Image of ``microsoft'' 

The graph shows an image of the term ‘‘microsoft’’ in the all the New York Times headlines (Jan 1985 — Dec 2007), obtained via sparse classification.

We have used the sparse logistic regression algorithm described in Koh, Kim and Boyd (2007), on a sliding window of one year at yearly increments. For every year, we looked at the past year’s worth of headlines, and computed a sparse logistic regression classifier to classify the headlines containing the term ‘‘microsoft" from those not containing that term. (Each headline is a document unit, and we have represented the text data using a bag-of-words representation, after removing stop words and removing capitalization and punctuation.) Thus, for each year, we have obtained a short list of terms, and associated weights, that are predictors of the appearance of the query term in any headline. This results in a matrix of weights, each column corresponding to a year, and each row to a word. If we arrange the rows of the matrix so that words are listed in order of appearance, the matrix will have a staircase pattern. Tracing any row reveals the corresponding term blinking in and out over time as a salient descriptor of ‘‘microsoft’’.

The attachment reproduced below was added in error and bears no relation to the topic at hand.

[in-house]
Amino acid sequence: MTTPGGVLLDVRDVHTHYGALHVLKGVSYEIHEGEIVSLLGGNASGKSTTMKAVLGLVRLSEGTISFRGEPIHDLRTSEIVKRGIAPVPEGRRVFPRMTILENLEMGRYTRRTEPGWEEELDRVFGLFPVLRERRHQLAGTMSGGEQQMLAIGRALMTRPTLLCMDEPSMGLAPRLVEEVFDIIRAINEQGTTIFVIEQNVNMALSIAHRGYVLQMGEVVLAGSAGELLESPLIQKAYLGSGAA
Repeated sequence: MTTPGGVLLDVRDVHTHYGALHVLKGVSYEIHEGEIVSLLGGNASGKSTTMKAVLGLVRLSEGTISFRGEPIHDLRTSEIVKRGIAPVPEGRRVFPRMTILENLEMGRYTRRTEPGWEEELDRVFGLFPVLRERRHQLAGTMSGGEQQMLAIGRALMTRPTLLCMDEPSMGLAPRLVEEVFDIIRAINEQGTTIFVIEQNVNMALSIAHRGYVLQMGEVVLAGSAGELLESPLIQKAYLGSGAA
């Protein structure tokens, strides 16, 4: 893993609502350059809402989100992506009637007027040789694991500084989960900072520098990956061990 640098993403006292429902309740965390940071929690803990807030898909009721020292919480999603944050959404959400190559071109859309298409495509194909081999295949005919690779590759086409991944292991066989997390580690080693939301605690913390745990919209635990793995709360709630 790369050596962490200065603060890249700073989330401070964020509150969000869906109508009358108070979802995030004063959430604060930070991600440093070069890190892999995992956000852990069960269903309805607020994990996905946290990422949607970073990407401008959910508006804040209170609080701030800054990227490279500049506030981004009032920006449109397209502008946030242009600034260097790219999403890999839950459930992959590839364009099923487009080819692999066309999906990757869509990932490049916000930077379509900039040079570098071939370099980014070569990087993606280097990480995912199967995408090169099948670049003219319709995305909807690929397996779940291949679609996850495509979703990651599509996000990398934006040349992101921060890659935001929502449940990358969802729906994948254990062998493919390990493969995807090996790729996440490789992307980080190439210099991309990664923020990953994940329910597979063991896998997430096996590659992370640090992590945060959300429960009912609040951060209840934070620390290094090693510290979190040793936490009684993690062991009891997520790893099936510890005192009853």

A visualization of the matrix of weights is shown in the figure above. In the figure, each rectangle indicates the presence of the word as an important feature for that year. (We have only shown the top 40 words, as ranked in terms of their overall weight in the matrix.) The darkness of the rectangle indicates its relative weight to the other words selected. The vertical axis corresponds to the terms in the resulting collection of lists, shown by order of appearance. Thus, the plot shows a staircase pattern.

The list appears to provide an accurate summary of Microsoft, with the top prize going to ‘‘software’’ (the long-term focus of the company) and ‘‘xbox’’ (its most recent best-selling product). The figure is not simply a summary, as it provides a timeline of the evolution of the company that is consistent with common knowledge, and indeed the Wikipedia entry on Microsoft. The initial terms refer to a high-growth corporation (with terms like ‘‘company’’, ‘‘net’’, ‘‘profit’’, ‘‘doubled’’). The list of words then visits terms related to products, from ‘‘lotus’’ to ‘‘windows’’ to ‘‘xbox’’. Another important topic involves legal terms (‘‘case’’, ‘‘judge’’, ‘‘settle“) , with a reference to the famous anti-trust case in Europe. More recently, the terms reflect the growing importance of the Internet (‘‘web’’) and media (‘‘broadcast’’). Throughout, the names of important related companies are mentioned: ‘‘intuit”, ‘‘apple", ‘‘google’’.

Reading the plot vertically allows to understand the main topics for a particular year. For example, the year 2002-2003 hits terms like ‘‘anti-trust’’, ‘‘europe’’, and ‘‘software’’. The plot also allows to pinpoint terms that keep recurring in the news over a long stretch of time (‘‘software’’ is the most constant reference over time).